Who we are.

The Irish Environmental Network is a network of individual environmental Non-Government Organisations (NGOs) that work individually and, as appropriate, jointly to protect and enhance the environment, and to place environmental issues centre stage in Ireland and internationally. The IEN works to promote the interlinked principles of environmental, social and economic sustainability. In representing the environment its Members represent a common good and not self interest. As a network, IEN is greater than the sum of its parts, with synergies developing from working together and sharing knowledge, skills, strengths and experience. The Network acts on behalf of its Members to secure core and other funding for their activities.

What we do

The Irish Environmental Network represents to government the capacity building and funding needs of its member organisations, all of whom are involved in one way or another in the well-being, protection and enhancement of the environment. All these individual organisations attempt to achieve these aims through:

Conservation Work

Many of our members have a core mission to protect and preserve Ireland’s natural environment. Through funding and initiatives such as Biodiversity Week we help them in that mission.

Raising public awareness and education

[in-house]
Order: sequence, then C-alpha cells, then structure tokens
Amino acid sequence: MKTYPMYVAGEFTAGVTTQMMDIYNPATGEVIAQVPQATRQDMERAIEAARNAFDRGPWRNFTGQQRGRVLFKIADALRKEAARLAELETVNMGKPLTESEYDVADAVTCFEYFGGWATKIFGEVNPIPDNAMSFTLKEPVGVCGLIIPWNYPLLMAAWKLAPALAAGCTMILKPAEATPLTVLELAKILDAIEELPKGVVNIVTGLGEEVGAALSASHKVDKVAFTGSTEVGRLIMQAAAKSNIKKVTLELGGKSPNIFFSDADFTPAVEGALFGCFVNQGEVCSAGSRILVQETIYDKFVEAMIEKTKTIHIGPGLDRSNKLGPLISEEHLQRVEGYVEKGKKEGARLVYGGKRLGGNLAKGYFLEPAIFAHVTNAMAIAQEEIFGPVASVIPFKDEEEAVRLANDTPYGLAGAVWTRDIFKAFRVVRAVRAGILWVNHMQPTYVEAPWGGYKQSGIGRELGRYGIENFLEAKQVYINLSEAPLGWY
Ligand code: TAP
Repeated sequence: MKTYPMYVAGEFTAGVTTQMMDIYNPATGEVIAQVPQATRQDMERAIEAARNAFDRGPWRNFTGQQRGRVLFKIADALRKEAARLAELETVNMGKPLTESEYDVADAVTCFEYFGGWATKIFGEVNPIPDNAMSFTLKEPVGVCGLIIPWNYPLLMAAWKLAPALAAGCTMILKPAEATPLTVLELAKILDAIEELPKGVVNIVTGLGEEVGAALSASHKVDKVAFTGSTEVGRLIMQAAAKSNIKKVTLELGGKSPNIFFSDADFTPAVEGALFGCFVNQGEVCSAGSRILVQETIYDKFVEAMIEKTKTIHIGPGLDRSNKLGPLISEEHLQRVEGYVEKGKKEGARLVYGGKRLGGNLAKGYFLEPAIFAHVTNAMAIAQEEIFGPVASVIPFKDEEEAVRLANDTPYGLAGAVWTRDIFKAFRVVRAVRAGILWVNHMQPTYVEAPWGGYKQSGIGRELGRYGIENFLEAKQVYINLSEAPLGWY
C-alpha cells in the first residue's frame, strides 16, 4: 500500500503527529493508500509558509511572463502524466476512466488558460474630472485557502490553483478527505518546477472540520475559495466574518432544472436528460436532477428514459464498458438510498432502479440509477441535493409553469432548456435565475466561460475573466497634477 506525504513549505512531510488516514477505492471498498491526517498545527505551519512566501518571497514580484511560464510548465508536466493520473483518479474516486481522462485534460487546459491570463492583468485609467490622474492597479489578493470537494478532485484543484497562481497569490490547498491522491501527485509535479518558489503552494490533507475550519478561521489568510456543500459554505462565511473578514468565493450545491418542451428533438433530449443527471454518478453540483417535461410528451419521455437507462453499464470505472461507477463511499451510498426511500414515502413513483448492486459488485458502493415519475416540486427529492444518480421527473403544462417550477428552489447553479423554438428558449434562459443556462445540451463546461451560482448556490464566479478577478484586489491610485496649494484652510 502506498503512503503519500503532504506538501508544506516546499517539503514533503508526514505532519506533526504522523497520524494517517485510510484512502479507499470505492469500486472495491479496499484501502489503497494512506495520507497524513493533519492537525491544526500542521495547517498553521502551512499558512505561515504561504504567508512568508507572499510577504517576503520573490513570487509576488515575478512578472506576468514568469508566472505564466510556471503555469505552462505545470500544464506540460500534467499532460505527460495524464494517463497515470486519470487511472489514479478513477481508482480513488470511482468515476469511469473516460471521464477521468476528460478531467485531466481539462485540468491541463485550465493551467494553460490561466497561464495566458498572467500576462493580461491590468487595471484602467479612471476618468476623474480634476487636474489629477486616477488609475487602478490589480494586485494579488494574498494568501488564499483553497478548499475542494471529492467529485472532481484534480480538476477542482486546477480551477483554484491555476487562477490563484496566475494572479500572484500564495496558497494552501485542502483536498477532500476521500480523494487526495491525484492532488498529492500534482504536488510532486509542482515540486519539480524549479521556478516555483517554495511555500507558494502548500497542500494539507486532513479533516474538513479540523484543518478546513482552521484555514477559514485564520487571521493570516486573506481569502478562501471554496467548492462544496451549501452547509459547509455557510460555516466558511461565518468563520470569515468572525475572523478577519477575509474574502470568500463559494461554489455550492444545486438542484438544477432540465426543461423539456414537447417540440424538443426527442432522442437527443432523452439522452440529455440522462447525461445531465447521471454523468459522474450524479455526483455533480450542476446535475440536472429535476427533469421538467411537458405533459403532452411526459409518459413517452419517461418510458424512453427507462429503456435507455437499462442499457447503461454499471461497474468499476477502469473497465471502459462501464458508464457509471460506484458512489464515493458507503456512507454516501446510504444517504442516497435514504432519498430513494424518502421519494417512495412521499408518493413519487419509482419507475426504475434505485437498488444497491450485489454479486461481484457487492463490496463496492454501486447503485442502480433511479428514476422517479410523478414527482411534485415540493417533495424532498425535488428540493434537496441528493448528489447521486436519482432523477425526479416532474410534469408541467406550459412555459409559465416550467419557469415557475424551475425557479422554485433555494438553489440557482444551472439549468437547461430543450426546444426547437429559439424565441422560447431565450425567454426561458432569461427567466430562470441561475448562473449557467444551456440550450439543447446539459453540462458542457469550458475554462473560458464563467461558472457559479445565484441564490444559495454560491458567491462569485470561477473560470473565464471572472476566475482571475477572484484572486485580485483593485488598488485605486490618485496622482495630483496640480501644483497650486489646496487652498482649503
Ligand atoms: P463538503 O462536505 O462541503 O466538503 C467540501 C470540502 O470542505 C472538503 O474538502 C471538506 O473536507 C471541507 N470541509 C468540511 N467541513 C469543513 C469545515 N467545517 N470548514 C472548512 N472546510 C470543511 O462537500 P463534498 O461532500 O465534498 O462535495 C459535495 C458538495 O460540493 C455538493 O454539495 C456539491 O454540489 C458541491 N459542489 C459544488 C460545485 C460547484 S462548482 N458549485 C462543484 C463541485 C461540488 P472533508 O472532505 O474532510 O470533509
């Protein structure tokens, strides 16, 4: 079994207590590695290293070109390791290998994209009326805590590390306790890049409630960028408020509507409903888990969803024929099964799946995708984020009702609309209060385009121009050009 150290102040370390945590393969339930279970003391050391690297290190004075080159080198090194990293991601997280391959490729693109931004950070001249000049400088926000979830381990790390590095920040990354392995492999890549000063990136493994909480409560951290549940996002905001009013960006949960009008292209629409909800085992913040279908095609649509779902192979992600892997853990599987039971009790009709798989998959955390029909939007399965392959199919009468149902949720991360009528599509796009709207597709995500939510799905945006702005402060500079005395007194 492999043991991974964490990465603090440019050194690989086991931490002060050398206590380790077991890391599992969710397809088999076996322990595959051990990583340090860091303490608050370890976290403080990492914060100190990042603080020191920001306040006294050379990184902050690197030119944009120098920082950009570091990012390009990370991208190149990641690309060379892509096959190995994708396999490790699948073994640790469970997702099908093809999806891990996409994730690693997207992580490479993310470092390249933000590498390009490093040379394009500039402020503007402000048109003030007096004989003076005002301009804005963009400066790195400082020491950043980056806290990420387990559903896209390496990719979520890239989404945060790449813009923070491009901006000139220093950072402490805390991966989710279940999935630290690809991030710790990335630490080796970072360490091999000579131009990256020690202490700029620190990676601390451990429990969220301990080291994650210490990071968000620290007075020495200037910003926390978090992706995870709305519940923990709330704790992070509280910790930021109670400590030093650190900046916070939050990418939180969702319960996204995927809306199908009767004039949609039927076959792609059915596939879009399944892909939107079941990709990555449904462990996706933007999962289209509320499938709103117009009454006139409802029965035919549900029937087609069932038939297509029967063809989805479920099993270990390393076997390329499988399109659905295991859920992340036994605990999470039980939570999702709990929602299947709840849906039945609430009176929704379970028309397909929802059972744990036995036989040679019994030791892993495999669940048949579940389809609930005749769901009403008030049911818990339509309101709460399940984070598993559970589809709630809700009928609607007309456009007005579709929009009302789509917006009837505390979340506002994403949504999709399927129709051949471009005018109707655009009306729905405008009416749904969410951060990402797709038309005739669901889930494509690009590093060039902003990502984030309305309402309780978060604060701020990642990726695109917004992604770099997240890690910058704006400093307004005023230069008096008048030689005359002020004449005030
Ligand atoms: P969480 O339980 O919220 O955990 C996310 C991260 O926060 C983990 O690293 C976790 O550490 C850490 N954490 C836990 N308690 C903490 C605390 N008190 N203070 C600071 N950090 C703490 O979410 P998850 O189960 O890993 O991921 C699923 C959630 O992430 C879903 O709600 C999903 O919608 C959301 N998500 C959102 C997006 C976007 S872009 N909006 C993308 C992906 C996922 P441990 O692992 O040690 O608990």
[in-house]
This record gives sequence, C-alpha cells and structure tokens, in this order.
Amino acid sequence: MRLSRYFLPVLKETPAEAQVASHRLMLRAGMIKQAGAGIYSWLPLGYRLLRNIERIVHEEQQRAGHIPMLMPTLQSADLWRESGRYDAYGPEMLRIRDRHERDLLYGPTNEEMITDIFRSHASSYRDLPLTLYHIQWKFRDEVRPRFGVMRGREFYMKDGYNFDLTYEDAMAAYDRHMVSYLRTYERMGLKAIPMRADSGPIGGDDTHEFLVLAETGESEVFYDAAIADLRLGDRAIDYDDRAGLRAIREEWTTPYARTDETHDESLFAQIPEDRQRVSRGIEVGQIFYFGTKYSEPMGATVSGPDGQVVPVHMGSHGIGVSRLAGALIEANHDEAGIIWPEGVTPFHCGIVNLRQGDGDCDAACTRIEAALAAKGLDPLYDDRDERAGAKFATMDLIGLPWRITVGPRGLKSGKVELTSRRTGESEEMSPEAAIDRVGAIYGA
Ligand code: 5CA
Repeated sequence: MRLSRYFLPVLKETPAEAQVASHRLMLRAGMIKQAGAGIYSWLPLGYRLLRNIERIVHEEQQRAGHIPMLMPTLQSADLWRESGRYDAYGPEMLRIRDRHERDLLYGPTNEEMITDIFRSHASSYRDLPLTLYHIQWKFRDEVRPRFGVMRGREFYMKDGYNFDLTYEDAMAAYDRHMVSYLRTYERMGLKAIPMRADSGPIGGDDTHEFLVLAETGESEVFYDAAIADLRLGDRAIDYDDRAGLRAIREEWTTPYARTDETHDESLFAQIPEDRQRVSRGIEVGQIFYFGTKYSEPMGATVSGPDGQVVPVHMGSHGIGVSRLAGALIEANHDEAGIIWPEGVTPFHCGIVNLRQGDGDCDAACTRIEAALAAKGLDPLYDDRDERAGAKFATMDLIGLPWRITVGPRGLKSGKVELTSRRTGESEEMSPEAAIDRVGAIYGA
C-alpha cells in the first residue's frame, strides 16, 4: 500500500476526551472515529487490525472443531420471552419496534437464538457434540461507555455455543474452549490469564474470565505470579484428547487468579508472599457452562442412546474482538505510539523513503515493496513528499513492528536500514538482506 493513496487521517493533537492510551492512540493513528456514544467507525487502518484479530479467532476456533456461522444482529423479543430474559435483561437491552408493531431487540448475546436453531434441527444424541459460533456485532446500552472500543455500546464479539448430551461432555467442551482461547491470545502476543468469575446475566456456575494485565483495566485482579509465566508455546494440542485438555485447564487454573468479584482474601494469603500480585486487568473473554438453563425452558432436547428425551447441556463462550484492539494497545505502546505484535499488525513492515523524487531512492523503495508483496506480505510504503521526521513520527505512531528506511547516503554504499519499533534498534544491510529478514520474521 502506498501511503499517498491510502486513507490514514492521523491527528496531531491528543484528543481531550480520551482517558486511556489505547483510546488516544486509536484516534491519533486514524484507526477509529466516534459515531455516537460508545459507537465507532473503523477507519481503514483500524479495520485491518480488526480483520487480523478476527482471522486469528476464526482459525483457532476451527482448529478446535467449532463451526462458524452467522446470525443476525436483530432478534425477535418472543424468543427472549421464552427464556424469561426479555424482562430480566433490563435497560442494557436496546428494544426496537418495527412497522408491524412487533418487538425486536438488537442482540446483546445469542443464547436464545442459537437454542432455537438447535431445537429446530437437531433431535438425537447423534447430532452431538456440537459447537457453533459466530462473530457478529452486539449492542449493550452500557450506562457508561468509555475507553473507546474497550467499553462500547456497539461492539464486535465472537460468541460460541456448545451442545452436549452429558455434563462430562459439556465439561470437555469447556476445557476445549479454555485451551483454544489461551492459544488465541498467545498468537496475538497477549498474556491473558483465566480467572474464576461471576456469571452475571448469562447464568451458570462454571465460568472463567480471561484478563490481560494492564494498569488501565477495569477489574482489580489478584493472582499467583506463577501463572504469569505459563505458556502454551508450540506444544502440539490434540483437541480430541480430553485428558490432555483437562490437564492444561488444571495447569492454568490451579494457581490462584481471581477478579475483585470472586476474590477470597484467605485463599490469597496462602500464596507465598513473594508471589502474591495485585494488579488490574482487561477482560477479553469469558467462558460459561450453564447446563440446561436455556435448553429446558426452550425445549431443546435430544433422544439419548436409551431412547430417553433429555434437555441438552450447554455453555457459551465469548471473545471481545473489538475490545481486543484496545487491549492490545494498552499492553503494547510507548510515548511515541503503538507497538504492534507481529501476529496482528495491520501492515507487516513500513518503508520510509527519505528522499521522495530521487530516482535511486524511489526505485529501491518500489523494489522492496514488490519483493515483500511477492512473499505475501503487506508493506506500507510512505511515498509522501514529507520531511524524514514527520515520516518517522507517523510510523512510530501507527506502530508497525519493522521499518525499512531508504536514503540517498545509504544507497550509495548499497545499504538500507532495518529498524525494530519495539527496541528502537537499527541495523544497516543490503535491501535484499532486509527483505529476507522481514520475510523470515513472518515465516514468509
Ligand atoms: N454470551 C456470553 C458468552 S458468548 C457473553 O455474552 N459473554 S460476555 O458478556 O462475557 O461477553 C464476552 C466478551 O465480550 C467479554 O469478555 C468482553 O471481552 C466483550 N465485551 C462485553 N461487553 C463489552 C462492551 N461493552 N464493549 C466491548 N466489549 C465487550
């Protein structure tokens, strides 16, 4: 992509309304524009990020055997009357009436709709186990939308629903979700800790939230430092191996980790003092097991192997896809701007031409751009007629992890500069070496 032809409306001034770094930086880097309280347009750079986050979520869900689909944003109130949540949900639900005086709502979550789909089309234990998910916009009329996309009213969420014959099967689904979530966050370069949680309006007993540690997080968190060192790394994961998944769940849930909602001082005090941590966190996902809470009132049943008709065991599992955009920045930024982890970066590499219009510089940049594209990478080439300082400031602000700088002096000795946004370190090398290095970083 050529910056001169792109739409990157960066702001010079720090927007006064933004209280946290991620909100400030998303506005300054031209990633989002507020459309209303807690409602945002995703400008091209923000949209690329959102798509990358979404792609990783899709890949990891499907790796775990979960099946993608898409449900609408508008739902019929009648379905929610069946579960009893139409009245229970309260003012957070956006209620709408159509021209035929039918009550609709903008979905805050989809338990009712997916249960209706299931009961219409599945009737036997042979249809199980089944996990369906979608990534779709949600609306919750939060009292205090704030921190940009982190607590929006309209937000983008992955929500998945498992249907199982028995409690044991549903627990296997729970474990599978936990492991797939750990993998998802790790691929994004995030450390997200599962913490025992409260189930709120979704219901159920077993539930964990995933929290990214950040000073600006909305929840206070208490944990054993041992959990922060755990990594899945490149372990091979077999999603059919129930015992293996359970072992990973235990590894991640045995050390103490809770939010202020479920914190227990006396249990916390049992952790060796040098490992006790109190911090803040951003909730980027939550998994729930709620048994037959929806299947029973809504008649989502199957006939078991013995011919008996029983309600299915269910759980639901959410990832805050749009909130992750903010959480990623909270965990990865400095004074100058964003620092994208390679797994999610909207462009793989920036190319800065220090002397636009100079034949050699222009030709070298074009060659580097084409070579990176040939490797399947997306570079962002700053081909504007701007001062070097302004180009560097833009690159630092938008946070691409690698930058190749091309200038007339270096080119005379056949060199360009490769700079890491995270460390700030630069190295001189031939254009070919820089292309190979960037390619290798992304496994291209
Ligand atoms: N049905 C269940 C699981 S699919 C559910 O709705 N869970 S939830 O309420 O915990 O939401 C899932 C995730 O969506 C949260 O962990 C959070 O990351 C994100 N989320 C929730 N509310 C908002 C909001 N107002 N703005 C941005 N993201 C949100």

Our members work to build better understanding of environmental issues. Through special outreach schemes, such as Green Schools, our members work to educate young people on the impact of consumption and environmental harm.

Advocacy

Our groups campaign and lobby to change environmental policy at local, national and European level. The IEN helps groups to come together and campaign collectively on issues. The best example of this is the advocacy coalition the Environmental Pillar which is made up of 28 national environmental NGOs. The Environmental Pillar campaigns on a number of environmental policy areas including: climate change, resource efficiency, tree cover, the marine and agriculture.

How we work

1 The IEN supports its members by distributing core funding to member groups annually. These funds come through the Department of the Environment, Community and Local Government. Groups apply for funding and their application is reviewed by independent assessors and the funding distributed accordingly.


2 The IEN offers training and support to members particularly in the areas of communication, fundraising, and governance. Media training is provided to groups on a quarterly basis. Special training programmes have also been arranged. For example with the implementation of the Charities Act special training has also been offered to environmental groups in the area of governance.


3 The IEN provides funding to environmental groups to attend international NGO conferences and intergovernmental meetings. Funding is also provided for the preparation of submissions to national plans or policies. These funding lines give environmental groups the extra capacity needed to have an impact on important policy decisions in Ireland and internationally.